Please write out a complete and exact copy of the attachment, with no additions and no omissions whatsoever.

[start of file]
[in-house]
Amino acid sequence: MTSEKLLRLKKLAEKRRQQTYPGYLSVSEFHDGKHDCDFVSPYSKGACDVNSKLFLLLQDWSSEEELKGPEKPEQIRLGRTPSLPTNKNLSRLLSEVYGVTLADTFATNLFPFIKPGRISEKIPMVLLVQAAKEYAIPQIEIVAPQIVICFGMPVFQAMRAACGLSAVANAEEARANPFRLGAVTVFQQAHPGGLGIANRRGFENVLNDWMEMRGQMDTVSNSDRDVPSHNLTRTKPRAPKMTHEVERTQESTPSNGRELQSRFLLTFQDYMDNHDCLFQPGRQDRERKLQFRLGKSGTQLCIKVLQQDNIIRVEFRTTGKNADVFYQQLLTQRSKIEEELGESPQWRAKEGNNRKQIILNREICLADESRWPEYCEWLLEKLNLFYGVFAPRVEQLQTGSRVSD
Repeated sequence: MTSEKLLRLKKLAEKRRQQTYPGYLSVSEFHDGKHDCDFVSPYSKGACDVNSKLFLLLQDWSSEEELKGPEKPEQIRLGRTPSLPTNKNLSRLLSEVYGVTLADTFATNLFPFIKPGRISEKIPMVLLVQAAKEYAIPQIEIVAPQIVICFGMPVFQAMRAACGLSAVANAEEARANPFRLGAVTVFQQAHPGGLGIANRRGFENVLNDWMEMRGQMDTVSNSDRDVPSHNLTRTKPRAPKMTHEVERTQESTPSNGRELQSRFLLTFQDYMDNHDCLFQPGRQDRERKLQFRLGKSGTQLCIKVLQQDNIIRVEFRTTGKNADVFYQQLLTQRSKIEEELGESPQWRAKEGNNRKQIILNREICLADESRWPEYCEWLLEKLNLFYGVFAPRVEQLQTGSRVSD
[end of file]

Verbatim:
[in-house]
Amino acid sequence: MTSEKLLRLKKLAEKRRQQTYPGYLSVSEFHDGKHDCDFVSPYSKGACDVNSKLFLLLQDWSSEEELKGPEKPEQIRLGRTPSLPTNKNLSRLLSEVYGVTLADTFATNLFPFIKPGRISEKIPMVLLVQAAKEYAIPQIEIVAPQIVICFGMPVFQAMRAACGLSAVANAEEARANPFRLGAVTVFQQAHPGGLGIANRRGFENVLNDWMEMRGQMDTVSNSDRDVPSHNLTRTKPRAPKMTHEVERTQESTPSNGRELQSRFLLTFQDYMDNHDCLFQPGRQDRERKLQFRLGKSGTQLCIKVLQQDNIIRVEFRTTGKNADVFYQQLLTQRSKIEEELGESPQWRAKEGNNRKQIILNREICLADESRWPEYCEWLLEKLNLFYGVFAPRVEQLQTGSRVSD
Repeated sequence: MTSEKLLRLKKLAEKRRQQTYPGYLSVSEFHDGKHDCDFVSPYSKGACDVNSKLFLLLQDWSSEEELKGPEKPEQIRLGRTPSLPTNKNLSRLLSEVYGVTLADTFATNLFPFIKPGRISEKIPMVLLVQAAKEYAIPQIEIVAPQIVICFGMPVFQAMRAACGLSAVANAEEARANPFRLGAVTVFQQAHPGGLGIANRRGFENVLNDWMEMRGQMDTVSNSDRDVPSHNLTRTKPRAPKMTHEVERTQESTPSNGRELQSRFLLTFQDYMDNHDCLFQPGRQDRERKLQFRLGKSGTQLCIKVLQQDNIIRVEFRTTGKNADVFYQQLLTQRSKIEEELGESPQWRAKEGNNRKQIILNREICLADESRWPEYCEWLLEKLNLFYGVFAPRVEQLQTGSRVSD